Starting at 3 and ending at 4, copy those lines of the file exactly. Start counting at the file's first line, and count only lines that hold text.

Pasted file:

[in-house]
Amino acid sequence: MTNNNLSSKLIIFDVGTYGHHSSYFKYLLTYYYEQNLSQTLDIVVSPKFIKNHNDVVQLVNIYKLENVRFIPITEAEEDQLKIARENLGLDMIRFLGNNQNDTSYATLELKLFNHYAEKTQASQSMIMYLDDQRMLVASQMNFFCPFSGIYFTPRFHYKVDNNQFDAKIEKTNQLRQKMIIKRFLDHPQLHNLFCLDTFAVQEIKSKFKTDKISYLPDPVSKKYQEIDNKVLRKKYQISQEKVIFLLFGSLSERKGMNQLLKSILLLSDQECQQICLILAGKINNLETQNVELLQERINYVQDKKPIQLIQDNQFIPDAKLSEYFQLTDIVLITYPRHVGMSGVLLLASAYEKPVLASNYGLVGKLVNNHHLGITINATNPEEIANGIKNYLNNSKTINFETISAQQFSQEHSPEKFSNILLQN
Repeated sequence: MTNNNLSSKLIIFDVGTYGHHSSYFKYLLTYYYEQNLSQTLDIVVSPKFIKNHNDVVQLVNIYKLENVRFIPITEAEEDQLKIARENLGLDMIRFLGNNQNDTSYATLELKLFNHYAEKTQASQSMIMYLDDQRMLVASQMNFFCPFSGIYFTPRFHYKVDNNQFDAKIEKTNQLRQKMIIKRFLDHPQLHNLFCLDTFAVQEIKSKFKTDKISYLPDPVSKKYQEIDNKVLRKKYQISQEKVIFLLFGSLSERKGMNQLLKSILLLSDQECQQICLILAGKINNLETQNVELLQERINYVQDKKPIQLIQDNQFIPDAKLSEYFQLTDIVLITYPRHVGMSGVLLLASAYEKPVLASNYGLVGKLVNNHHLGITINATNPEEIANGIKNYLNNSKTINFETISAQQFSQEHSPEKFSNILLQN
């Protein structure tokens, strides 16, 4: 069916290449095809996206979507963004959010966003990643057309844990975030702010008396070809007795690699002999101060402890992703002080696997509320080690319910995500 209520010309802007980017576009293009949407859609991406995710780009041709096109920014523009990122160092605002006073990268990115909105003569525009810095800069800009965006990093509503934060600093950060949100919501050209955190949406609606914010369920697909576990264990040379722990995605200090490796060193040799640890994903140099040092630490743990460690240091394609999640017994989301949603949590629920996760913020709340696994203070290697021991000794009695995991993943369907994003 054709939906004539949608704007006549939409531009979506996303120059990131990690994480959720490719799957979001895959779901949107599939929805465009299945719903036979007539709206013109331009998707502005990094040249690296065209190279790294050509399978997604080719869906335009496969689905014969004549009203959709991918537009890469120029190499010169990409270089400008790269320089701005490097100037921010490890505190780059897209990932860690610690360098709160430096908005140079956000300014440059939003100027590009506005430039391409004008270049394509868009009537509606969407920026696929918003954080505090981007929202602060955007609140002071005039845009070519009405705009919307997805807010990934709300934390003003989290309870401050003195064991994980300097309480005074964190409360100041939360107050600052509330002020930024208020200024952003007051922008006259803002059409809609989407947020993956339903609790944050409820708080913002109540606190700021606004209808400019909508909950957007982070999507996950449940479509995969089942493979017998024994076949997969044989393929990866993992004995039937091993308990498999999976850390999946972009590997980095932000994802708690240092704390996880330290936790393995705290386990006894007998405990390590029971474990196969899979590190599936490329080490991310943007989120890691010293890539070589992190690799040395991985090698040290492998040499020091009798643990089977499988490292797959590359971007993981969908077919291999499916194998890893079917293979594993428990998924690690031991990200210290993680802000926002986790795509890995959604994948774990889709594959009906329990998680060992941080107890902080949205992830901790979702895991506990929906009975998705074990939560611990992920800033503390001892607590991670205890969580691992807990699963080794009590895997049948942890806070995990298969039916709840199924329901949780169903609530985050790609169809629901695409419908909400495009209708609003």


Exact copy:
Repeated sequence: MTNNNLSSKLIIFDVGTYGHHSSYFKYLLTYYYEQNLSQTLDIVVSPKFIKNHNDVVQLVNIYKLENVRFIPITEAEEDQLKIARENLGLDMIRFLGNNQNDTSYATLELKLFNHYAEKTQASQSMIMYLDDQRMLVASQMNFFCPFSGIYFTPRFHYKVDNNQFDAKIEKTNQLRQKMIIKRFLDHPQLHNLFCLDTFAVQEIKSKFKTDKISYLPDPVSKKYQEIDNKVLRKKYQISQEKVIFLLFGSLSERKGMNQLLKSILLLSDQECQQICLILAGKINNLETQNVELLQERINYVQDKKPIQLIQDNQFIPDAKLSEYFQLTDIVLITYPRHVGMSGVLLLASAYEKPVLASNYGLVGKLVNNHHLGITINATNPEEIANGIKNYLNNSKTINFETISAQQFSQEHSPEKFSNILLQN
């Protein structure tokens, strides 16, 4: 069916290449095809996206979507963004959010966003990643057309844990975030702010008396070809007795690699002999101060402890992703002080696997509320080690319910995500 209520010309802007980017576009293009949407859609991406995710780009041709096109920014523009990122160092605002006073990268990115909105003569525009810095800069800009965006990093509503934060600093950060949100919501050209955190949406609606914010369920697909576990264990040379722990995605200090490796060193040799640890994903140099040092630490743990460690240091394609999640017994989301949603949590629920996760913020709340696994203070290697021991000794009695995991993943369907994003 054709939906004539949608704007006549939409531009979506996303120059990131990690994480959720490719799957979001895959779901949107599939929805465009299945719903036979007539709206013109331009998707502005990094040249690296065209190279790294050509399978997604080719869906335009496969689905014969004549009203959709991918537009890469120029190499010169990409270089400008790269320089701005490097100037921010490890505190780059897209990932860690610690360098709160430096908005140079956000300014440059939003100027590009506005430039391409004008270049394509868009009537509606969407920026696929918003954080505090981007929202602060955007609140002071005039845009070519009405705009919307997805807010990934709300934390003003989290309870401050003195064991994980300097309480005074964190409360100041939360107050600052509330002020930024208020200024952003007051922008006259803002059409809609989407947020993956339903609790944050409820708080913002109540606190700021606004209808400019909508909950957007982070999507996950449940479509995969089942493979017998024994076949997969044989393929990866993992004995039937091993308990498999999976850390999946972009590997980095932000994802708690240092704390996880330290936790393995705290386990006894007998405990390590029971474990196969899979590190599936490329080490991310943007989120890691010293890539070589992190690799040395991985090698040290492998040499020091009798643990089977499988490292797959590359971007993981969908077919291999499916194998890893079917293979594993428990998924690690031991990200210290993680802000926002986790795509890995959604994948774990889709594959009906329990998680060992941080107890902080949205992830901790979702895991506990929906009975998705074990939560611990992920800033503390001892607590991670205890969580691992807990699963080794009590895997049948942890806070995990298969039916709840199924329901949780169903609530985050790609169809629901695409419908909400495009209708609003």